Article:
(sometime later, afternoon)

Sally’s Mutant Diaries column reports on the sad demise of Sarah Purser. She wanders into The Alternative’s office feeling a little wretched after seeing Sarah die. One of her colleagues, Eric, doesn’t really know what to say, but Sally thanks him anyway. She finds some flowers waiting for her, and also a young man wearing a blue jacket with yellow edging. He tells her she looks terrible, and asks how he looks. Sally turns and asks if he’s one of the interns. He replies that she can call him Beak if it helps.

Sally places her hands on his shoulders. “Beak? Barnell?” She can’t believe how he looks now, and he jokes that the least they could have done was give him a nose job or something. On the whole he’s pretty happy with how he looks. He hands Sally an envelope inviting her for an interview. Cyclops sent him. The interview will have to be offsite as things are weird right now. Sally’s pleased at getting the interview, and she asks how he feels. Barnell grins, and says he doesn’t feel bad. Still can’t fly though.

As Barnell departs, the phone rings and Sally picks up. It’s the Ghoul, and he asks if she received the flowers he sent. They’re to celebrate his story. He knows she probably said those distorted things on TV because the police told her to. She’d be amazed at how much he sees. He asks if she read the note. Sally tells him he’s sick. The Ghoul replies that he’s doing a public service, and wants Sally to acknowledge the fact. He asks her to read the note and then she’ll see. Sally tells him she wants an interview. Maybe they can set up a conference or something. The Ghoul is saddened that she thinks so little of his intellect.

He continues to point out that it doesn’t matter. He respects the purity of her blood, and thinks they are a lot alike. He knows she doesn’t appreciate him right now but, given time, he hopes she’ll consider him a friend. Sally tells him that she’s nothing like him. No one with half an ounce of sanity could hate himself as much as he does. She informs him that the detectives told her what he is. He’s some sad sack little Pinocchio who wants to be a real boy. The Ghoul puts the phone down and Sally picks up the envelope with the note. Inside is another photograph. It’s a picture of more dead former mutants with the usual sign, ‘Not enough died.’ She asks someone to get Neil, now!

(flash forward)

The Mutant Diaries report on ‘The Alley’ that runs underneath New York City. This is where the Morlocks live, and a young woman named Marrow has often lived in the sewers, championing the Morlocks’ cause for many years. The first time Sally interviewed her for the diaries, Marrow threatened to kill her… twice.


Sally meets with Marrow in the tunnels. There are other mutants around, but they mostly keep themselves to themselves. Marrow explains that, two weeks ago, she received word that there’d been an incursion from the surface. All she knew was that there was some kind of commotion. When she arrived she found thirteen dead, and the ambulances never arrived. They stacked the corpses in a pile when they began to rot and then burned them.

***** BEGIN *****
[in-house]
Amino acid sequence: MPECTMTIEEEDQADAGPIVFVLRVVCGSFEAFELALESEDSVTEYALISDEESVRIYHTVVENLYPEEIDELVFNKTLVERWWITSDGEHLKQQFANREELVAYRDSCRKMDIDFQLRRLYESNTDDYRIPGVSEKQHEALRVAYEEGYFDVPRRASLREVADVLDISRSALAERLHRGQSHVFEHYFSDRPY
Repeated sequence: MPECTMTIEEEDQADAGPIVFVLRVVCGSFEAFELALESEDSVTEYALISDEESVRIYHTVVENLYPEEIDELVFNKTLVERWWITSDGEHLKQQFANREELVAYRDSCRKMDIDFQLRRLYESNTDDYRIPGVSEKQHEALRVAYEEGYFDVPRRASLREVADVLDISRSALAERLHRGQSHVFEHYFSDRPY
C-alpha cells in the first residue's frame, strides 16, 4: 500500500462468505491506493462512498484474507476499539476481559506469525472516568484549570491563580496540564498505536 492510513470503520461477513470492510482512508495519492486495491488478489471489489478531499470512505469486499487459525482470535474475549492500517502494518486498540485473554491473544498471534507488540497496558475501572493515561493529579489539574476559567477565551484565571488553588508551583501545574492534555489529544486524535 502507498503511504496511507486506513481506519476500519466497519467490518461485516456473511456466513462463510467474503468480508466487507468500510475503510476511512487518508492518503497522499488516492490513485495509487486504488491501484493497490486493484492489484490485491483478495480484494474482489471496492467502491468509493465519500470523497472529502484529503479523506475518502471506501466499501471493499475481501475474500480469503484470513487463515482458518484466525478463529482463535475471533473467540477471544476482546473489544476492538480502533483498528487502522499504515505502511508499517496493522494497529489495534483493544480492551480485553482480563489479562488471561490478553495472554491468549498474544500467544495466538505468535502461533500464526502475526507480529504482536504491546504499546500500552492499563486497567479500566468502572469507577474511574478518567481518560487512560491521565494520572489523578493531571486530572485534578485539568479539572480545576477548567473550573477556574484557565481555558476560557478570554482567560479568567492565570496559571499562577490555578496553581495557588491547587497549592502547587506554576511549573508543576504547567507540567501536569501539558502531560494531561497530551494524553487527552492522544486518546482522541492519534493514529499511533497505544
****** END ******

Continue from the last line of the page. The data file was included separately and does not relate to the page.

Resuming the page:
Sally asks if anyone said why no one came. Marrow tells her that, the louder Congressman Sykes calls for mutant registration, the easier it is for him to hide the truth. Americans are already labeled and registered a hundred different ways. There are social security numbers and credit cards. Such indignities afford you the privilege of police and ambulance services.

Sally asks if she feels safer down in the sewers, despite the conditions. Marrow thinks that, before M-Day, she would have said yes. Now, however, they’ve lost two-thirds of their number, and over four-fifths of the remainder also lost their Morlock shape or powers or both. They have to stay there because they have nowhere else to go. Very soon, she adds, they’re going to have to realize that they can make it on the surface. If that happens, she doesn’t know if they’ll survive.

Sally asks Marrow if she will stay. Until the bitter end, she replies. She explains that, when she was a child, she thought she might grow up to be beautiful, like Sally. She thought that things on the surface mattered. But, this happened to her instead. She turns her back and reveals her bone structure in its full glory. Her disfigurement is a trophy; a reminder that beauty and ugliness can coexist. She believes that humanity can accept the Morlocks as they are, without change. She hears and sees everything they do. She can taste their potential. However, she concludes, until the day comes when they can leave the tunnels and remain free, she’ll stay. They need her now more than ever. She picks up a fellow Morlock who is small in stature named Irving. She informs Sally that Irving has no possessions, no income and no family. The least she can do is offer him hope.